Major ‘failures’ found in Rolling Stone’s ‘A Rape on Campus’ article; author apologizes

This is an archived article and the information in the article may be outdated. Please look at the time stamp on the story to see when it was last updated.

NEW YORK (CNNMoney) — Sabrina Rubin Erdely, the author of Rolling Stone’s discredited story about an alleged gang rape at a UVA fraternity house, apologized for reporting mistakes that have tarnished the magazine’s reputation.

The apology from Erdely, a contributing editor at Rolling Stone, represents her first public comments in months.

“Reporting on rape has unique challenges, but the journalist still has the responsibility to get it right,” she said. “I hope that my mistakes in reporting this story do not silence the voices of victims that need to be heard.”

Erdely’s statement was released in conjunction with a damning report from the Columbia Journalism School, which conducted a three-month review of the story.

In her statement, Erdely said the past few months “have been among the most painful of my life.” Reading the review, she said, “was a brutal and humbling experience.”

According to the New York Times, citing Rolling Stone publisher Jann Wenner, Erdely will continue to write for the magazine. Rolling Stone did not immediately respond to a request for comment.

Her 9,000-word story, titled “A Rape on Campus,” centered on claims from a woman identified only as Jackie who alleged that she was the victim of a horrific sexual assault at the Phi Kappa Psi house at the University of Virginia. The explosive claims reverberated around the country and on the Charlottesville, Virginia campus, where the university’s president suspended all fraternity activities.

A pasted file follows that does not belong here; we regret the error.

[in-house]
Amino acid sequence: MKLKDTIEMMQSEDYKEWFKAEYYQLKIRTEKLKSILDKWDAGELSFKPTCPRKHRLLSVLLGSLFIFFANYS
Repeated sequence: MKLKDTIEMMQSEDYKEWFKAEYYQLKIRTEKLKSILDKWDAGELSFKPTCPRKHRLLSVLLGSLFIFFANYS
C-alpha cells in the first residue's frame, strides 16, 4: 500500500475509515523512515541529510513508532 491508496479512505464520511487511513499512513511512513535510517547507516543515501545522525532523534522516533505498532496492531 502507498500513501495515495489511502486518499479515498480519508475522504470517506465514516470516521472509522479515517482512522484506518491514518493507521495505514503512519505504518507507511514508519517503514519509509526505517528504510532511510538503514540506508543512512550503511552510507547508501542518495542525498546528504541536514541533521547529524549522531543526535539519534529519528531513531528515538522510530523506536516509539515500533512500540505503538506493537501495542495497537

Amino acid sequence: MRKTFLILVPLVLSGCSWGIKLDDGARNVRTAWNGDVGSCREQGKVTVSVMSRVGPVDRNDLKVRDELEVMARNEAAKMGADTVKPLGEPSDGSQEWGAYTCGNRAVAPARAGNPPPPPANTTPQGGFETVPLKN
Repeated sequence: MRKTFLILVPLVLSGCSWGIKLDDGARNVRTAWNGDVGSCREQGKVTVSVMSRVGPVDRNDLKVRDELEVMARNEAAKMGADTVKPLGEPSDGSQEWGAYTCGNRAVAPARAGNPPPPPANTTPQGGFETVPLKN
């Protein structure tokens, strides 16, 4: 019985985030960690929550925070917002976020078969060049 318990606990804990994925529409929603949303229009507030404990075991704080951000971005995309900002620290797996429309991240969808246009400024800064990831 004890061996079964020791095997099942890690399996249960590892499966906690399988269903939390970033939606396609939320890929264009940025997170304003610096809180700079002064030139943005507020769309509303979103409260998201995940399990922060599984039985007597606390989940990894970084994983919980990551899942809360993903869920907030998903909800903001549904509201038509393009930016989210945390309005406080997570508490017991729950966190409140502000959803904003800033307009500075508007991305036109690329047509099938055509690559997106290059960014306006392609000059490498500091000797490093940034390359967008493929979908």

It didn’t take long for some people to question the story after it was published by Rolling Stone in November, and by December it had completely unraveled.

On Sunday, Erdely apologized to “Rolling Stone’s readers, to my Rolling Stone editors and colleagues, to the UVA community, and to any victims of sexual assault who may feel fearful as a result of my article.”

Erdely had been silent since the magazine apologized in December for failures in her reporting.

Her last tweet came in late November: “The Washington Post wrote an article about me, and how my UVA article came to be,” she tweeted, adding a link to the profile.

Over the next several days, Erdely would be thrust into professional turmoil as her story quickly fell apart.

She hasn’t responded to interview requests (including one for this story), and her Twitter feed has gone dormant.

Columbia Journalism School’s review was not kind to Erdely. It identified multiple instances when she and her editors failed to do enough to try to corroborate Jackie’s claims. Had Erdely been more rigorous in her reporting, the review found, she may have reconsidered the story.

Erdely herself contributed to some of the initial doubts raised about the story.

In her interview with the Washington Post, the story she tweeted, Erdely wouldn’t say if she knew the names of seven alleged assailants, claiming that Jackie “is very fearful of these men,” namely the alleged ringleader who was identified as “Drew.”

Red flags were similarly raised in an interview with Slate, during which Erdely acknowledged that she did not speak to the accused fraternity members because they were “kind of hard to get in touch with.”

Notice: you are using an outdated browser. Microsoft does not recommend using IE as your default browser. Some features on this website, like video and images, might not work properly. For the best experience, please upgrade your browser.